John Burr Voice Dynamics

How to Become a Cartoon Voice Actor

Collage Of Cartoon Characters

Of all the categories of voice acting, none are as potentially intimidating as how to become  a voice actor for cartoons.

Character work offers a lot of challenges. You must be a great imitator and be able to fantasize your self in different comic situations. You must be a great “pretender.” You must also understand pitch and timbre much more in-depth than on other kinds of voice over work.

It is very important to create your own experience and find the time to do it, particularly if you’re young and haven’t experienced a lifetime of human interaction and observation of human beings and their peculiarities and foibles. One of the ways to get a concentration of experience in these areas is to immerse yourself in several areas of voice over that will contribute to your learning how to be a cartoon voice actor.

Practice commercial scripts that go to extremes in delivering the message, especially those that use character voices. Practice on animation scripts that will help you develop your feel for specific characters. Many scripts that are generally readily available for practice are video game scripts, which have a wide range of characters, all the way from friendly to macabre characterizations. In addition, get used to working with long narration scripts that require patience and endurance, as well as character identification. Children’s audiobooks are especially useful for this. Work with your voice over coach on all these sources.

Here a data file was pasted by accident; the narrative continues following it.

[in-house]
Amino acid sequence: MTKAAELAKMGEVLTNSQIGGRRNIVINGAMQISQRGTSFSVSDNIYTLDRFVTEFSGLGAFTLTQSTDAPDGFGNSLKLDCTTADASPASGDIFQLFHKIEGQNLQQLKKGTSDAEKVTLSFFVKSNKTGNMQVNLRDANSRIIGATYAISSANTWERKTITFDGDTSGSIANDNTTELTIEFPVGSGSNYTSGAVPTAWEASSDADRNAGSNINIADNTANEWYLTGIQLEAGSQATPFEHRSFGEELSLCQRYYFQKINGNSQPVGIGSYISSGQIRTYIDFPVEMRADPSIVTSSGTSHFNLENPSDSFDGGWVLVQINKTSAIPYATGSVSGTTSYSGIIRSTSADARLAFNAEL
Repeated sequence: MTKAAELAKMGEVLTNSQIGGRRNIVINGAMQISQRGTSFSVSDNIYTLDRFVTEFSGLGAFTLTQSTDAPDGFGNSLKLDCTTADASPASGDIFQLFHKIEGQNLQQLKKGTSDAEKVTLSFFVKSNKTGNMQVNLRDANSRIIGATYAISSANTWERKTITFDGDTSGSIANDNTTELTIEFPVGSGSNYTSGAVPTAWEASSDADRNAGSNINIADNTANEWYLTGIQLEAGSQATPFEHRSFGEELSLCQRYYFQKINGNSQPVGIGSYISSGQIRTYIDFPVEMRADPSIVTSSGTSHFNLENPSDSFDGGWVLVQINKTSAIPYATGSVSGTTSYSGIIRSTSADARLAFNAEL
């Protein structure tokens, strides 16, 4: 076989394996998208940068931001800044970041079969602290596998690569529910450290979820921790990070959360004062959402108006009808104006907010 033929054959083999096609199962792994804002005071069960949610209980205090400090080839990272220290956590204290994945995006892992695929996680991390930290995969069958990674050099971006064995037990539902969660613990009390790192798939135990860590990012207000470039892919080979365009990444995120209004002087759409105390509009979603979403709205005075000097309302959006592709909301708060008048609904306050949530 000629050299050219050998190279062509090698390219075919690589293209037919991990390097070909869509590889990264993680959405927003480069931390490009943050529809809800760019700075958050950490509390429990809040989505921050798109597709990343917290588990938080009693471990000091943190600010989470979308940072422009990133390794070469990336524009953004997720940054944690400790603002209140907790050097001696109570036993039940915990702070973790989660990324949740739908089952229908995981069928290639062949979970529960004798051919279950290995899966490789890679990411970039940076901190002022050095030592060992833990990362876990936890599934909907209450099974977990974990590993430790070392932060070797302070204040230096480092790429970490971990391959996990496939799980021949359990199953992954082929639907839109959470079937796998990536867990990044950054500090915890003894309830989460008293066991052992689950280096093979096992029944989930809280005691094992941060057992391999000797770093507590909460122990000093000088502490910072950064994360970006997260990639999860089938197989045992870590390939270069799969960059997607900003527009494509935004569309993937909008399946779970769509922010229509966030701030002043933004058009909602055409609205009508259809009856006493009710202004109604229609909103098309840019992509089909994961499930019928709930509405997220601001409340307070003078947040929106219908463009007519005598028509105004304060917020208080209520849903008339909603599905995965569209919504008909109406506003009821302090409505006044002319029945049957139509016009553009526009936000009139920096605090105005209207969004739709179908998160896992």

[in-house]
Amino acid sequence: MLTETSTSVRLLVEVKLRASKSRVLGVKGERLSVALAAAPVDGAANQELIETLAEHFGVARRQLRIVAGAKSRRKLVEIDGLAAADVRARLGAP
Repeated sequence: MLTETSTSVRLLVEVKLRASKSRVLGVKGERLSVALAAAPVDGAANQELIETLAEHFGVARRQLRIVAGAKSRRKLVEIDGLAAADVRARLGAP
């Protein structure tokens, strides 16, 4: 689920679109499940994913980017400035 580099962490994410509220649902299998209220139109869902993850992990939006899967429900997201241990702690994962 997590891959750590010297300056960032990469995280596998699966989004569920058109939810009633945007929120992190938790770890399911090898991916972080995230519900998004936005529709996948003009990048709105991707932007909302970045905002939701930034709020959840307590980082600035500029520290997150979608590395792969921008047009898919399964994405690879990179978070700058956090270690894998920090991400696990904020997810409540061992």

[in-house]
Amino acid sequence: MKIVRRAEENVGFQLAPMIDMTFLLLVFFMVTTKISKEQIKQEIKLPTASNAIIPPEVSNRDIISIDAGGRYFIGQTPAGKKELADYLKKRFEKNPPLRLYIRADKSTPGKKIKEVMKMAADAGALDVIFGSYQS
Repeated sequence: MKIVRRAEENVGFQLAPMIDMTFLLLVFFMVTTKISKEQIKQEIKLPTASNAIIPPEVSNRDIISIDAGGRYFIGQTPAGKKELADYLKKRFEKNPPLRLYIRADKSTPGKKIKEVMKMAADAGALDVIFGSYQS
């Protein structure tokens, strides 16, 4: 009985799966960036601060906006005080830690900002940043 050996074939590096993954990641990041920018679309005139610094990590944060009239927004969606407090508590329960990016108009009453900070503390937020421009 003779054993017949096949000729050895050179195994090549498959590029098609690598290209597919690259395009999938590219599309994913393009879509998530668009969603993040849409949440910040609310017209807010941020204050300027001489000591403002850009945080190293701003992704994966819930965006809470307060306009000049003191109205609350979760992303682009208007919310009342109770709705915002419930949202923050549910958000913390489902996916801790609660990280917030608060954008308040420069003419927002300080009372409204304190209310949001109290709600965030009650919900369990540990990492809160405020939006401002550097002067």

As I have said so many times. It is crucial that you look to the meaning of every script. Just reading it aloud will get you nowhere. What is the script about? Who am I? Who is the person I am talking to? Where am I? What am I seeing? Experiencing? See everything in your mind. Get a real bead on the characters in the script. Am I happy? Content? Uneasy? Angry? Meek? Aggressive? Know-it-all? Braggart? Nagging? Sarcastic? Am I good-looking? Skinny? Overweight? Theatrical? Tall? Short? Do this also for the person or persons you’re talking to.

Use your creativity and imagination. Make it all real. Do this as often as you can. Get in the habit of making this your number one goal. You’ll be amazed at the results over time.

When you get to the point of auditioning for the work out there, keep track of the kinds of characters you audition for that end up with positive responses. These are the ones you need to focus on, the ones that will get you work.

Animation is very popular, and there is a lot of work out there. Practice. Audition. Persist. Wash. Rinse. Repeat.

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John Burr Voice Dynamics

John Burr Voice Dynamics

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